My admiration for marathoners, and the ability to run a full 42.2 km began in 1990.
I was 8 years old, and I watched my Dad run his first marathon (in a time of 3 hours, 22 minutes). I was so proud, and completely in awe of my Dad; father of 5 children, running his own business, and now running marathons. He was, and always will be, my hero.
My desire to actually complete a marathon myself left me as I entered adult hood, and enjoyed life (a little too much), without worrying about the consequences.
After having my daughter though, I started running. Initially to loose baby weight, but soon becoming a passion, an escape, and a desire to do my best.
I vowed to run a half marathon in 2014, and having completed this in July on the Gold Coast I knew watching the full marathoners, and hearing their stories on RMA, that I wanted to get serious and tackle one myself.
During my training between July and October, many people would ask “Why are you doing this?”, “Why do you want to run a marathon?”. My answers to them, and to myself, varied. I would often say things like “I want to run one in front of my Dad”, or “to be a good example to my daughter”, or “our family has had a tough year and I want to do something positive”. Truth is – I wasn’t all that sure myself most of the time why I was doing it – what I did know was that it was changing me.
The changes were physical – I lost around 8 kilos between July and October, and dropped 2 dress sizes. I was lighter, and fitter. But the changes weren’t just skin deep – I was also becoming more confident, stronger, independent and more capable.
My training went great – I missed runs, but always stayed committed to 2-3 runs per week and never strayed from getting my long run in. It’s no easy feat to fit in motherhood, work, family, friends, and training … but I found the time, and am truly grateful to those that made that possible (especially to my partner Mark, my Mum and Dad, and some very dear friends who helped and encouraged me along the way).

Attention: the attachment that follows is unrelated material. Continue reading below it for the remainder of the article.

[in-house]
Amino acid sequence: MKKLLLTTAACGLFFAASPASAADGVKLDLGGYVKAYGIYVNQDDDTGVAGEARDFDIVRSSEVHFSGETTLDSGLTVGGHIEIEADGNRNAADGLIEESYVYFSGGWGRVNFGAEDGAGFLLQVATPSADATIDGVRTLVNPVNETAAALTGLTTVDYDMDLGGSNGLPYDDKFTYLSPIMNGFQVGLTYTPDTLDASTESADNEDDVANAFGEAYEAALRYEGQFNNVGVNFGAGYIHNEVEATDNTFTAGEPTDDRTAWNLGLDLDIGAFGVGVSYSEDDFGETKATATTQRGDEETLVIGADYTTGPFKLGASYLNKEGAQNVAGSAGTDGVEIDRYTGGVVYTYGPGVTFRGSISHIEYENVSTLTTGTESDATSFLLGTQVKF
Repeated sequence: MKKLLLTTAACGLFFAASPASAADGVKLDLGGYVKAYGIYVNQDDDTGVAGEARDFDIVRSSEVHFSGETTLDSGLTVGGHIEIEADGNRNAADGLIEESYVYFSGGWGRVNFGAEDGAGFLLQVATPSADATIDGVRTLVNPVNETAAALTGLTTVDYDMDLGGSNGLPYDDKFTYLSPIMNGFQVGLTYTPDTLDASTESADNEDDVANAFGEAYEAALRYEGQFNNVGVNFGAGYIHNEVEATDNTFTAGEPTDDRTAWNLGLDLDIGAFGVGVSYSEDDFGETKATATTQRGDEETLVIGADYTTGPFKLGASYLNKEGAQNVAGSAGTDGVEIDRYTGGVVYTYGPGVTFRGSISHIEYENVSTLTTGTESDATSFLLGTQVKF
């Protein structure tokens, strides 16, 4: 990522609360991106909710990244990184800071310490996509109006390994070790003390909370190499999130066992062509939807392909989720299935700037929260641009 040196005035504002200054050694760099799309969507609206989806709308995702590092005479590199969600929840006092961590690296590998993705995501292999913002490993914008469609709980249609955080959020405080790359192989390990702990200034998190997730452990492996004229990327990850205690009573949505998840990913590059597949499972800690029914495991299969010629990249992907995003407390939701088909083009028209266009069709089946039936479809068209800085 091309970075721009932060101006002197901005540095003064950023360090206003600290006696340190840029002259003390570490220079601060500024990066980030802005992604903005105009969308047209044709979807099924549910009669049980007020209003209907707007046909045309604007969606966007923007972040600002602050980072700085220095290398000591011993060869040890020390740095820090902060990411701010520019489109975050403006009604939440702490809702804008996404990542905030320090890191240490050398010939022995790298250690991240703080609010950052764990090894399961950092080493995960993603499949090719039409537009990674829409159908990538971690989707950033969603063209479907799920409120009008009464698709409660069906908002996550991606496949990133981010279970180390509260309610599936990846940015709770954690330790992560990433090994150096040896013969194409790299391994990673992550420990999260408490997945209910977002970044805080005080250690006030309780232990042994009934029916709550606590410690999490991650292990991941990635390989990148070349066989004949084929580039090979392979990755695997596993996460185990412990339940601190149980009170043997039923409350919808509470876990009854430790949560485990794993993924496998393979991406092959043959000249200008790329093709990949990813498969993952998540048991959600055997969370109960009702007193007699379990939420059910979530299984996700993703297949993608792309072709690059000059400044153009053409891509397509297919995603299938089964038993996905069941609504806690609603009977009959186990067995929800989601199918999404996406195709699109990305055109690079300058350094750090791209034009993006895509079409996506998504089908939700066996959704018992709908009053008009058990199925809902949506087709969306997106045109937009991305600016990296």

Taper time came and I went completely crazy. I felt like I was loosing my fitness (and my mind!) not doing my long runs, and every niggle felt like an injury about to explode, and every sniff was the onslaught of pneumonia! Paranoia was at fever pitch!!
During the last week before race day I found myself in an insomniac, emotional mess. Upon some reflection I realised I was ready to leave some things behind. A failed marriage, a rough birth with my daughter, some health problems amongst family members, and generally some emotionally challenging years … I wanted to leave my baggage on the course, and finish my race knowing I was ready to be the best me I possibly could be.
Race day came and once I started I could not believe how great I felt. People had told me to enjoy it, and that race day is your “victory lap” – and it really was. I stuck to my game plan, not breaking any records for time, but I felt unbelievable. It was such a buzz being out there, people cheering us on, and seeing all the RMA girls. It wasn’t until around kilometre 37 that I really started to hurt, and even then, with just 5 kilometres to go, I knew I was going to accomplish my dream. When I rounded the last corner, saw my Dad and my Mark, I couldn’t help but let all the emotions out – there were a lot of tears.
In that very moment, I have never, ever felt so strong, capable, and empowered.
All the heartache and challenges of the years before were gone.
And I am ready to be the best me that there is.
I am a marathoner.